This morning, as I walked my dog, I again found myself questioning the concept of sustainable investing. In the end I concluded that it is not the way to go forward, but rather that we should stop it. Instead, impact investing is the only genuine financial investment driver of enduring change. And I have a few good reasons for thinking this way.

No depth of meaning
The words ‘sustainable’ and ‘ESG’ in fund names do not necessarily equate to value creation or problem solving. They are over-used and have lost depth of meaning. Sustainable and ESG investing looks backward and evaluates corporate behaviour. The more ESG-related information a company publicly discloses, the higher the score and peer ranking it will earn, and the more likely it will be selected for investment. In other words, a company with ample reporting capacity can ensure it ticks all the boxes. In addition, ESG scores tend most often to be business model agnostic, meaning that a coal mining company can still earn the highest possible score so long it has the relevant policies in place. And vice versa, a renewable energy company that has a business model that actively transitions energy systems away from fossil fuels, but does not have strong policies in place, will likely only achieve a low ESG score.

Impact investing on the other hand, looks to the future and actively seeks to create and accelerate positive change. The big differentiator is intentionality. As impact investors, our starting point is to always look at the challenge we want to address. We see an issue - for example climate change, loss of biodiversity or increasing inequality - and apply a Theory of Change model. We ask ourselves how a potential investment could address the challenges. We thoroughly analyse, applying an impact, risk and return lens. We review mission and purpose, leadership and culture, and of course business and earning models all to determine the fit with our overall impact objectives. Sustainable and ESG investing on the other hand predominantly looks at how well portfolio companies manage their (sustainability) risks, assessing policy and procedures. But quantifying risk doesn’t mean the challenges will be solved.

I understand investors' confusion. Terms like sustainable, ESG and impact are all very nuanced. And the growing number of sustainability labels for funds, each with their own depth of green, is also not helpful. In recent years, the EU introduced the Sustainable Finance Disclosure Regulation (SFDR) with the intention of enhancing the clarity and comparability of sustainability disclosures of investment products. This regulation implemented a classification system for sustainable funds, with Article 6 being considered as mainstream, Article 8 as light green and Article 9 as dark green. There is the expectation that investing in sustainable or ESG funds, which are typically Article 8 funds, will achieve positive impacts. There is also the expectation, or rather the misconception, that these funds are not investing in certain activities like fossil fuels or weapons. In my conversations with investors, I notice that they are becoming more and more aware of the issue and realise that it is not always as straightforward as expected.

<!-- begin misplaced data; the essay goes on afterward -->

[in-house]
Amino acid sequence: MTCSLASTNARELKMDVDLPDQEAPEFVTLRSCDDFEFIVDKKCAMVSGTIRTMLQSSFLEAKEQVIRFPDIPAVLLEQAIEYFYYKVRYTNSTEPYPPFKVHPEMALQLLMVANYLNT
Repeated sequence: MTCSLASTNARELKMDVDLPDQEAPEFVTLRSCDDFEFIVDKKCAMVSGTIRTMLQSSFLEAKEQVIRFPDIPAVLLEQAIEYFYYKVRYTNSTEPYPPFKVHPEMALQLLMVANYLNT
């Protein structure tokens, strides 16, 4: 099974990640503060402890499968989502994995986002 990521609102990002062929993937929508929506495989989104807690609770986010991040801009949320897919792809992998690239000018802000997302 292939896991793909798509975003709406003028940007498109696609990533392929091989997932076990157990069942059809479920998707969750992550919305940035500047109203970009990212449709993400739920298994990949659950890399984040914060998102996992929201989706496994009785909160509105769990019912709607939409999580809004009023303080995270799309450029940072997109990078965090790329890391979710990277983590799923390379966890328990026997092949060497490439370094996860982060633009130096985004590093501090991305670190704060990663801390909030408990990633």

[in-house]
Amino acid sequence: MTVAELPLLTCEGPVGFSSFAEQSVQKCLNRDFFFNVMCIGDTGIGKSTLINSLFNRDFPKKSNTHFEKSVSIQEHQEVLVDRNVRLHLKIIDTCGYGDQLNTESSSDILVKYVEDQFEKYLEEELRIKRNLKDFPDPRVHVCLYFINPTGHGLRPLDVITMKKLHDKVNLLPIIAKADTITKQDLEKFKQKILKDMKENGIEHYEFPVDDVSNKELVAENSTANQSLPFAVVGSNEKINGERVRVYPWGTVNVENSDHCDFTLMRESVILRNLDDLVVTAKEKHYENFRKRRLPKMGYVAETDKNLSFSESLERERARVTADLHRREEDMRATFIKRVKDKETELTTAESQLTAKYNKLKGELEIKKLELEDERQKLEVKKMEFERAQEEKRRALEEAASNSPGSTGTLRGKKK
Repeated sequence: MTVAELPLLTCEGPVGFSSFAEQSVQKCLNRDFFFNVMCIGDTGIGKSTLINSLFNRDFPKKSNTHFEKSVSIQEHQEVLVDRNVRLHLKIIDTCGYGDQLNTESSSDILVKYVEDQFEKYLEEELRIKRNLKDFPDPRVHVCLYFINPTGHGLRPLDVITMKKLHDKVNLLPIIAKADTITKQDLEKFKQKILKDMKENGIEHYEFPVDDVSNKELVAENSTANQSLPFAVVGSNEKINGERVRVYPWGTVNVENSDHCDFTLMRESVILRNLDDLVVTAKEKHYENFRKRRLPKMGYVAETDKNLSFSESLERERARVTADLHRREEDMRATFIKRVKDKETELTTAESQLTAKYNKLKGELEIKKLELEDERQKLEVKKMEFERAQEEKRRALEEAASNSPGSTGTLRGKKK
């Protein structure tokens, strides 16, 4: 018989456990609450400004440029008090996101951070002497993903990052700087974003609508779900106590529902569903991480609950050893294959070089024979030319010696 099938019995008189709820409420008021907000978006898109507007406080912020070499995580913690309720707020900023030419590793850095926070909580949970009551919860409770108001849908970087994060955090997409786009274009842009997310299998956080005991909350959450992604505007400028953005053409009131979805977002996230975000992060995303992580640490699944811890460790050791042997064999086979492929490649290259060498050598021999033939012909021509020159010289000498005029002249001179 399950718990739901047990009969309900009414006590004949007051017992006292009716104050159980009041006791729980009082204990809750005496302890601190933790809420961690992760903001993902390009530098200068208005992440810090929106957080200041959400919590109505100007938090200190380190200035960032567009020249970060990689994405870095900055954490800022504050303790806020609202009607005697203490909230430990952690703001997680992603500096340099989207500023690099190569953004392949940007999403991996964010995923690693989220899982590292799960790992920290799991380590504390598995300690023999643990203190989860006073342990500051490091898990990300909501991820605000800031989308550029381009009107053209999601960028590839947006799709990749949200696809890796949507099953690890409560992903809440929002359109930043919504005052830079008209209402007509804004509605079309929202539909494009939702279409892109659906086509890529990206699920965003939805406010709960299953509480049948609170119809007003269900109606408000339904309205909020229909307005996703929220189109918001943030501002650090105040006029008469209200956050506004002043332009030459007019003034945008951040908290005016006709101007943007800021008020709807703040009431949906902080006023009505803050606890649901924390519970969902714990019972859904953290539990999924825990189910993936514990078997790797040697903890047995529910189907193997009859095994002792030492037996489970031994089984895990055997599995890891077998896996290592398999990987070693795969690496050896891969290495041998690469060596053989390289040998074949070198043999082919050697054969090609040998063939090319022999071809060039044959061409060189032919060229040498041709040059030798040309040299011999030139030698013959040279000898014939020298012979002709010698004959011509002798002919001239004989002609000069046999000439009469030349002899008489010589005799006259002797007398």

It is paramount for investors who want to drive value creation to do their research. This isn’t always easy as it requires access to information, and not all sustainable or ESG funds provide the depth of transparency required to enable comparability that can aid decision-making. Even not with regulation, such as SFDR, in place. In contrast, impact investors are required to track and clearly communicate their impacts. At Triodos Investment Management, we choose to be fully transparent about our investments and the impact we generate, for example on our webpage Impact on a global scale and through our annual impact reports.   

My conclusion is that investors need to start thinking more carefully about their own intentions and what they expect of their funds; to question where their money will be directed. Do they want to support companies that may avoid doing harm but mostly are simply managing their risks, or do they want to stimulate forward-looking action that has the potential to solve some of the largest global challenges we face?

Those who truly want to drive enduring transformative change for future generations, I encourage to do in-depth research to better understand ‘what’s under the hood’ of ‘sustainable’ and ‘ESG’ funds and to draw their own conclusions, which I hope will be to stop sustainable investing and to instead start investing with the aim of contributing to authentic and enduring transformative change that the world needs.